Andrew Polaine, Lavrans Løvlie and Ben Reason describe the notion of service ecologies and the benefits of mapping service ecologies in their book Service Design: From Insight to Implementation. They provide relevant figures from the book here, here and here. The service ecology map has three main purposes:
1. To map service actors and stakeholders 2. To investigate relationships that are part of or affect the service 3. To generate new service concepts by reorganizing how actors work together
Polaine, Løvlie & Reason (2013, pos. 1496)
The service ecology map dimensions proposed in the first link above are well known: what, how, when, where, who and why. These dimensions and the above definition link the concept of a service ecology map directly to the scope or context layer and the business services layer of Tom Grave’s (2010, p. 37-38) enterprise canvas.
A few happy thoughts:
- The notion of a service ecology resonates nicely with previous discussions of the enterprise-as-ecosystem.
- The service ecology map, together with the enterprise canvas, provides a nice link between ‘classic’ service design and enterprise architecture (architecture of the whole and shared enterprise).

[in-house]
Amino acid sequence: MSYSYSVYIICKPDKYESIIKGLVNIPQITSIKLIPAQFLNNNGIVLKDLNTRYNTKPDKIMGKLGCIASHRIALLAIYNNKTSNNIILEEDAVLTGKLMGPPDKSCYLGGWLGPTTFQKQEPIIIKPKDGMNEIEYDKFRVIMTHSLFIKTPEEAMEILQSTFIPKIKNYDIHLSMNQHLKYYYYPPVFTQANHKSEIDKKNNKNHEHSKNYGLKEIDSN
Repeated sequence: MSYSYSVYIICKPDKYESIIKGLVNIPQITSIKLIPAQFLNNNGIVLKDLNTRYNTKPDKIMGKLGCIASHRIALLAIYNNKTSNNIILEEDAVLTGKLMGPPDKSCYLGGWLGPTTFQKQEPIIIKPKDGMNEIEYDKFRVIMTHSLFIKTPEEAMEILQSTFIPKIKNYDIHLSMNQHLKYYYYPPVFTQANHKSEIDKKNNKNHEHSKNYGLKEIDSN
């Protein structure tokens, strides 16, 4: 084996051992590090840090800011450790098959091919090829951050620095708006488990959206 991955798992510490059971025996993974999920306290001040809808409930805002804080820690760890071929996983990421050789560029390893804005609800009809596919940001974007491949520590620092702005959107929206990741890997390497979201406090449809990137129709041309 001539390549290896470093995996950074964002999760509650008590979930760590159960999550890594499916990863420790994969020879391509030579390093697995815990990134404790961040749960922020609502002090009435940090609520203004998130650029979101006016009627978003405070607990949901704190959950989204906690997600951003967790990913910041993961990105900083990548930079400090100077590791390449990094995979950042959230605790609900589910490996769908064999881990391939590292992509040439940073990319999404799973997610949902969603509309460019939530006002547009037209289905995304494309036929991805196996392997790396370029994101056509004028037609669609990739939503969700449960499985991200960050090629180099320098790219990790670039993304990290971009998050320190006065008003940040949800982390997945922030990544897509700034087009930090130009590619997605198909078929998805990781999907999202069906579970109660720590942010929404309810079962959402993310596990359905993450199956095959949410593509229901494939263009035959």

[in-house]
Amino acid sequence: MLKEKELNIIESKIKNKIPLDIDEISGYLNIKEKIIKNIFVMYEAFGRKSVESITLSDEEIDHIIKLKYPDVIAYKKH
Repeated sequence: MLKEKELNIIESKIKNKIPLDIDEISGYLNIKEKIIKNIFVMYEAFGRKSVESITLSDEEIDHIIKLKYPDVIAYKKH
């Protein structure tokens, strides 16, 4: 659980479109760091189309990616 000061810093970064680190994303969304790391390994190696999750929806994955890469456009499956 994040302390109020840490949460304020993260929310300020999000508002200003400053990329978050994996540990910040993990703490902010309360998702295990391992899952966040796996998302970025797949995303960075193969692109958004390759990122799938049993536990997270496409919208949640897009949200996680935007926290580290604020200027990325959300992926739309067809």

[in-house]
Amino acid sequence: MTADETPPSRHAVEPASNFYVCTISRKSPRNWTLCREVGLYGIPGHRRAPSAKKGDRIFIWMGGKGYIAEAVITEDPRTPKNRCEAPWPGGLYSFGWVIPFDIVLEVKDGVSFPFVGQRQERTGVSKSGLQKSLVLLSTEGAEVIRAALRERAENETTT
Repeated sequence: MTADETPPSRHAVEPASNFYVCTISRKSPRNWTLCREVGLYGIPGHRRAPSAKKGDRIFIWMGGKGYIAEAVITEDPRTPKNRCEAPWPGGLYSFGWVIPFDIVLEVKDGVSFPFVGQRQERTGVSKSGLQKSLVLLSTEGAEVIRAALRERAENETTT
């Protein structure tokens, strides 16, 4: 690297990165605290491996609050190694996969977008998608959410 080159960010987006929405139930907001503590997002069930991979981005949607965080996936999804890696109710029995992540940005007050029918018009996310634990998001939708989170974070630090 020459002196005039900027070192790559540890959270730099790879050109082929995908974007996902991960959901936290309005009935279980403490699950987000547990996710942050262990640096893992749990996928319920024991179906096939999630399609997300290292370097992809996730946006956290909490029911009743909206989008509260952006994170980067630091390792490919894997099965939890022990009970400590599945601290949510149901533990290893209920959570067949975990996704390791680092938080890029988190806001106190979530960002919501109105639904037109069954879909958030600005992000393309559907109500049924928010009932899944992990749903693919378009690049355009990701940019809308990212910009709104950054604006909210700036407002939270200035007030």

With a respectful bow to Tom Graves and his work, this leaves me with the following layers of abstraction for my service decomposition work:
- Concept (implementation-independent)
- Implementation (implementation-specific)
- Deployment (operations-specific, action-plan, resource-schedule)
- Action record (record of actions as occured)
Tom has very good reasons for designing these layers in the way he did, e.g. congruence with the Zachman framework. I really only combined Tom’s scope & business services layers into a single context layer and slightly renamed some of the lower layers. This is a pragmatic approach that I expect to work in my context–you are probably better off with Tom’s approach. References Graves, T. (2010) Mapping the enterprise: modelling the enterprise as services with the enterprise canvas. Tetradian Books. Polaine, A., Løvlie, L. & Reason, B. (2013) Service design: from insight to implementation. Kindle ed., Rosenfeld Media.